Tuesday, January 31, 2012


This post has absolutely nothing to do with horticulture. My oldest son sent this picture to me. I don't know where he found it. He used to work for me in my garden shop. We know what it's like to be on the receiving end.

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Saturday, January 28, 2012

FAQ: Is Carolina Jessamine salt tolerant?

(Note: I'm often asked whether certain plants are salt tolerant. I intend to address the subject generally in a later blog article.) 

We are interested in purchasing some Carolina Jessamine, but have a question.  We plan to use it to climb on a pergola at our beachfront home.  The local county agricultural extension agent says that it is salt-tolerant.  What do you think?  Do you know of anyone who has grown in successfully in a beachfront environment?

I can not think of a specific beachfront property where I've seen Gelsemium sempervirens growing, but that's probably because it is so ubiquitous in S. GA. I've seen it growing in the wild all over Skidaway Island. I was on Jekyll Island recently, and saw plenty of it near the rivers and beach.

A paper, SALT TOLERANT PLANTS Recommended for Pender County Landscapes published by Cooperative Extension Service, Pender County, NC, shows Gelsemium as being moderately salt tolerant.

I could not find a similar document from your state that names Gelsemium, but if it's salt-tolerant in NC it's salt-tolerant where you live.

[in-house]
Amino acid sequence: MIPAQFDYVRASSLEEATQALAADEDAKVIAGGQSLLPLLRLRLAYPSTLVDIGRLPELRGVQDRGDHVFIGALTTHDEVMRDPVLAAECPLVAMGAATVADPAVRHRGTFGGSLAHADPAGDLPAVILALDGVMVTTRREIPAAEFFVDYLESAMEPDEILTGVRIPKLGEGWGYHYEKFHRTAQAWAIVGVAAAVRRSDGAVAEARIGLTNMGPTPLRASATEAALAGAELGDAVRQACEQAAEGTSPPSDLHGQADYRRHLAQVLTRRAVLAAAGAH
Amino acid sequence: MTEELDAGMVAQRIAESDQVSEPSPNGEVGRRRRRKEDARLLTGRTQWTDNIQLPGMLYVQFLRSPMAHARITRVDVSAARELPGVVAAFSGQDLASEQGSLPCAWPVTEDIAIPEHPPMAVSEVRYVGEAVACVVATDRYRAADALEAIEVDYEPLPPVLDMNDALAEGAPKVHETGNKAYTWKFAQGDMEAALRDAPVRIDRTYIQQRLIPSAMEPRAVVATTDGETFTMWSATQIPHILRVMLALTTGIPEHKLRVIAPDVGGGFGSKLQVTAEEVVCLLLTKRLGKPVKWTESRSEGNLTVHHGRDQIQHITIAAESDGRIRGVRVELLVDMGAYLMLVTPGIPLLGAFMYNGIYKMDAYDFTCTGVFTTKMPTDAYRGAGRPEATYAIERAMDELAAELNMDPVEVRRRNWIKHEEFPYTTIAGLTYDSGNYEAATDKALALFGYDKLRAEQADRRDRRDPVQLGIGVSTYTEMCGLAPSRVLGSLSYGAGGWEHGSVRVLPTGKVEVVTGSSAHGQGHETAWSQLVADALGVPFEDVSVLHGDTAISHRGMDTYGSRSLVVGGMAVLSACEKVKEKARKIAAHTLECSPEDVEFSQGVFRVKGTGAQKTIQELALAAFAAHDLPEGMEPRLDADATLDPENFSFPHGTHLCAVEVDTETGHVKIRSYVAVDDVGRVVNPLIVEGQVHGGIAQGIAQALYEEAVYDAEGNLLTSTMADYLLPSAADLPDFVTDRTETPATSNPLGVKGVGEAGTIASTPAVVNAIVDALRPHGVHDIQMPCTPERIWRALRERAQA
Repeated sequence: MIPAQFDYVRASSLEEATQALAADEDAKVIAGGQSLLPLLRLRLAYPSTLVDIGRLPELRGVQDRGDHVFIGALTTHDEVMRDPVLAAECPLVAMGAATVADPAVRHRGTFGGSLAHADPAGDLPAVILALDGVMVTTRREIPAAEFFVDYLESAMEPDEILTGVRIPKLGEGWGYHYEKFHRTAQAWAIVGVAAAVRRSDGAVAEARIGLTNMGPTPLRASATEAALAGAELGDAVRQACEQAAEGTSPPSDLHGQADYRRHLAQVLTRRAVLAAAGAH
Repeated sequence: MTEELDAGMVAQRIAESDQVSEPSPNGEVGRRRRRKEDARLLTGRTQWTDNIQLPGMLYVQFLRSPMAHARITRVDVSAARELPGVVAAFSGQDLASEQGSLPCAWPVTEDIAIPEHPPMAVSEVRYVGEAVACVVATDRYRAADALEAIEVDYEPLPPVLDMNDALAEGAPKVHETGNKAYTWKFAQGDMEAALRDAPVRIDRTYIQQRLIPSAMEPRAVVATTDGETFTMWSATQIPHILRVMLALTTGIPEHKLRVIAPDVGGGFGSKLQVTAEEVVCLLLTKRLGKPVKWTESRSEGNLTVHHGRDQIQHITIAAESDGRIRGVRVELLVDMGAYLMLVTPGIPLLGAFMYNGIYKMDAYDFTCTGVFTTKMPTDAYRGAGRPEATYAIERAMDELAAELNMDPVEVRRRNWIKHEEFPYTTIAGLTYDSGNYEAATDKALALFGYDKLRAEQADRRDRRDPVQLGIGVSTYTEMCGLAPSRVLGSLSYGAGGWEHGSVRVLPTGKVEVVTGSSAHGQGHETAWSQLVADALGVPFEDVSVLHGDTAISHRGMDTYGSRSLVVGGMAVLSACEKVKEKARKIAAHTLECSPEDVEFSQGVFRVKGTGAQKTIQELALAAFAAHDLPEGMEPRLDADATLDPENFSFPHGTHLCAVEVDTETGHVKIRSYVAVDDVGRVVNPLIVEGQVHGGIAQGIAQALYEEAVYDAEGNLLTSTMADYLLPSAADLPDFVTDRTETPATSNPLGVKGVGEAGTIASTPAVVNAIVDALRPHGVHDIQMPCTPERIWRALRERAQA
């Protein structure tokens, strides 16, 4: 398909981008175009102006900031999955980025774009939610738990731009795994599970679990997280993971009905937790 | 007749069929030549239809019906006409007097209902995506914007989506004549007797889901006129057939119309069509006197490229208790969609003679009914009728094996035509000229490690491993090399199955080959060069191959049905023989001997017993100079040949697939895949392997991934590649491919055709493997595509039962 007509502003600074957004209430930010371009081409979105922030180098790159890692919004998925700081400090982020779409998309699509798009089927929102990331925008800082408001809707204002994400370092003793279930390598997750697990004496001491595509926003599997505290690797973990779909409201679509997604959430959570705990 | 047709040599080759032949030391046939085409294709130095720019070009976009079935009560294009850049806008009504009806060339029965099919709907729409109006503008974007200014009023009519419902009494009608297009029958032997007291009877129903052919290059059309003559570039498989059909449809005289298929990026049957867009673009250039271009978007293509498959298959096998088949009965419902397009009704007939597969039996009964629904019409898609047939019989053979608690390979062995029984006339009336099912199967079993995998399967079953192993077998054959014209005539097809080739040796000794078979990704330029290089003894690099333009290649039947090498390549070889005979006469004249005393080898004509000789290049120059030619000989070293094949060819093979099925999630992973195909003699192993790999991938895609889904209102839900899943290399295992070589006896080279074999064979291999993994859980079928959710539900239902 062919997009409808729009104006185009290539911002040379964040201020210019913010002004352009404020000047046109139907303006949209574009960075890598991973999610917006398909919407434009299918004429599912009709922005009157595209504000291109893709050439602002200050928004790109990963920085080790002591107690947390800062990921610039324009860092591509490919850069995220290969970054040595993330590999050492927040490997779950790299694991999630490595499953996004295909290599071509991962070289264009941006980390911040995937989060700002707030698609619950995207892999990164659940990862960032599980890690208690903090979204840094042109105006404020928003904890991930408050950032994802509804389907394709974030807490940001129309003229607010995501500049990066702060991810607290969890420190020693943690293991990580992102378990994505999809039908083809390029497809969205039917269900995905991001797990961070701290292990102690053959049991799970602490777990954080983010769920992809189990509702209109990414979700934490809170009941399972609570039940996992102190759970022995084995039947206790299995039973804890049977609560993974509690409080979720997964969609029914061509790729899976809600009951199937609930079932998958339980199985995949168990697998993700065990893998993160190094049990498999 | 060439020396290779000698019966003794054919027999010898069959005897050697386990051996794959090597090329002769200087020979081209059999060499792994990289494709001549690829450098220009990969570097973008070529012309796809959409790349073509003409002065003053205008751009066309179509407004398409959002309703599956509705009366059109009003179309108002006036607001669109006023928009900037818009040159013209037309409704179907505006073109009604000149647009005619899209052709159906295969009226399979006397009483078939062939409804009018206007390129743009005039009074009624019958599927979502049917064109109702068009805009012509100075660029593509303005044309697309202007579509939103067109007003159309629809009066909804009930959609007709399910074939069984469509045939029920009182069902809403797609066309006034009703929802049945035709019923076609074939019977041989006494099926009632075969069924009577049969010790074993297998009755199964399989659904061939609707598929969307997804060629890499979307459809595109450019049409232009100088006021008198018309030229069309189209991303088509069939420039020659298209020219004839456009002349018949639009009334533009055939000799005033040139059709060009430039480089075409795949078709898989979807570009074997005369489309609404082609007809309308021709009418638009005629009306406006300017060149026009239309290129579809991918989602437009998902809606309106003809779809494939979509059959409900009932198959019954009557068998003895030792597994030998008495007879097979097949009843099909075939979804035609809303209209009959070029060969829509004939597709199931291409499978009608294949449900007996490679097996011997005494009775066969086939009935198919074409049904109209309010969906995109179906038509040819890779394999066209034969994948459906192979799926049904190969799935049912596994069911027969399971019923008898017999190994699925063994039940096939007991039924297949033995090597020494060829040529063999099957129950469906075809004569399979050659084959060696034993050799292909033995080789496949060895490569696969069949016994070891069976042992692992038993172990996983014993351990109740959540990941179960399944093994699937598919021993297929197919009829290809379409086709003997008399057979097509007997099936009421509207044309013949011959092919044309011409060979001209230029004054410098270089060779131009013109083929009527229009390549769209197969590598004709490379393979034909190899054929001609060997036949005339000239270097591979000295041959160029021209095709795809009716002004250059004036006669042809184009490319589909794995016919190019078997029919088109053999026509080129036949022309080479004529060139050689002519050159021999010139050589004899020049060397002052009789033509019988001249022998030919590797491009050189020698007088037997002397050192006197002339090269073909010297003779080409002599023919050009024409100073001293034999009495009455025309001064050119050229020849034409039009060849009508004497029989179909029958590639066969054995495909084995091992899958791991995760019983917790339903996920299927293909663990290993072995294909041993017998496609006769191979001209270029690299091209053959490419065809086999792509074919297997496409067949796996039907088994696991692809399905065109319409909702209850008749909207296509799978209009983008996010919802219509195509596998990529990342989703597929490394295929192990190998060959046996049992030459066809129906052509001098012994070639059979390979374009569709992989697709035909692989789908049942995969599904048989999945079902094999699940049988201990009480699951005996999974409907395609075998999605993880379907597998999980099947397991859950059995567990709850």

Return to Gelsemium at goGardenNow.com.

Thursday, January 26, 2012

USDA Unveils New Climate Zone Map

The U.S. Department of Agriculture (USDA) today released the new version of its Plant Hardiness Zone Map. This is the first update since 1990. This map was jointly developed by USDA's Agricultural Research Service and Oregon State University. It is available online at www.planthardiness.ars.usda.gov.

The map is specifically designed to be internet friendly and interactive. You can click on your state and it will show a close-up with counties clearly delineated.

This new version of the map includes 13 climate zones, 2 more than the previous version. Each zone is a 10-degree Fahrenheit band, and each 10-degree band is further divided into A and B zones, differing by 5-degrees Fahrenheit.